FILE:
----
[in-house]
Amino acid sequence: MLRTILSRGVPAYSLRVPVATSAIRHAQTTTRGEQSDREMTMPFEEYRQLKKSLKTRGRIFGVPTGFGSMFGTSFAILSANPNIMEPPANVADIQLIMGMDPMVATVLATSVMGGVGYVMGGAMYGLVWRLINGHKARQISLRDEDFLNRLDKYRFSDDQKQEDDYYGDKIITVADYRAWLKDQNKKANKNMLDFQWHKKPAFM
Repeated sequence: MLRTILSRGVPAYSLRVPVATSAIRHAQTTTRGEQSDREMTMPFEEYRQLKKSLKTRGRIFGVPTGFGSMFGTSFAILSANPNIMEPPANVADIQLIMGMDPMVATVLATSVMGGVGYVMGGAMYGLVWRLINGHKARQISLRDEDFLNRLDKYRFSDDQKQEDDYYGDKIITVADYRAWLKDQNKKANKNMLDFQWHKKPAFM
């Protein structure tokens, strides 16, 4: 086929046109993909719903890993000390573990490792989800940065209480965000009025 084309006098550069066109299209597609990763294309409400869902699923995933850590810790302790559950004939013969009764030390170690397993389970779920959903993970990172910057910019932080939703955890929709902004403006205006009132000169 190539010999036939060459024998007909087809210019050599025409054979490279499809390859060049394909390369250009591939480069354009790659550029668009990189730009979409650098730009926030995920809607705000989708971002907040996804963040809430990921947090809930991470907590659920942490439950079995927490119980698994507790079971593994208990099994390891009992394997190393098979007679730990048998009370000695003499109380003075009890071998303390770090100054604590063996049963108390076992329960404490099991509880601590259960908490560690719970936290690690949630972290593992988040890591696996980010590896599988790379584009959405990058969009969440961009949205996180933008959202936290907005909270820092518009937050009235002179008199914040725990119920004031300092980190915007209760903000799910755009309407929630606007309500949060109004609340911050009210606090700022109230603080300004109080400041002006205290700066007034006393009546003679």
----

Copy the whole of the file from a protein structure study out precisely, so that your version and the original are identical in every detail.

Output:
[in-house]
Amino acid sequence: MLRTILSRGVPAYSLRVPVATSAIRHAQTTTRGEQSDREMTMPFEEYRQLKKSLKTRGRIFGVPTGFGSMFGTSFAILSANPNIMEPPANVADIQLIMGMDPMVATVLATSVMGGVGYVMGGAMYGLVWRLINGHKARQISLRDEDFLNRLDKYRFSDDQKQEDDYYGDKIITVADYRAWLKDQNKKANKNMLDFQWHKKPAFM
Repeated sequence: MLRTILSRGVPAYSLRVPVATSAIRHAQTTTRGEQSDREMTMPFEEYRQLKKSLKTRGRIFGVPTGFGSMFGTSFAILSANPNIMEPPANVADIQLIMGMDPMVATVLATSVMGGVGYVMGGAMYGLVWRLINGHKARQISLRDEDFLNRLDKYRFSDDQKQEDDYYGDKIITVADYRAWLKDQNKKANKNMLDFQWHKKPAFM
């Protein structure tokens, strides 16, 4: 086929046109993909719903890993000390573990490792989800940065209480965000009025 084309006098550069066109299209597609990763294309409400869902699923995933850590810790302790559950004939013969009764030390170690397993389970779920959903993970990172910057910019932080939703955890929709902004403006205006009132000169 190539010999036939060459024998007909087809210019050599025409054979490279499809390859060049394909390369250009591939480069354009790659550029668009990189730009979409650098730009926030995920809607705000989708971002907040996804963040809430990921947090809930991470907590659920942490439950079995927490119980698994507790079971593994208990099994390891009992394997190393098979007679730990048998009370000695003499109380003075009890071998303390770090100054604590063996049963108390076992329960404490099991509880601590259960908490560690719970936290690690949630972290593992988040890591696996980010590896599988790379584009959405990058969009969440961009949205996180933008959202936290907005909270820092518009937050009235002179008199914040725990119920004031300092980190915007209760903000799910755009309407929630606007309500949060109004609340911050009210606090700022109230603080300004109080400041002006205290700066007034006393009546003679």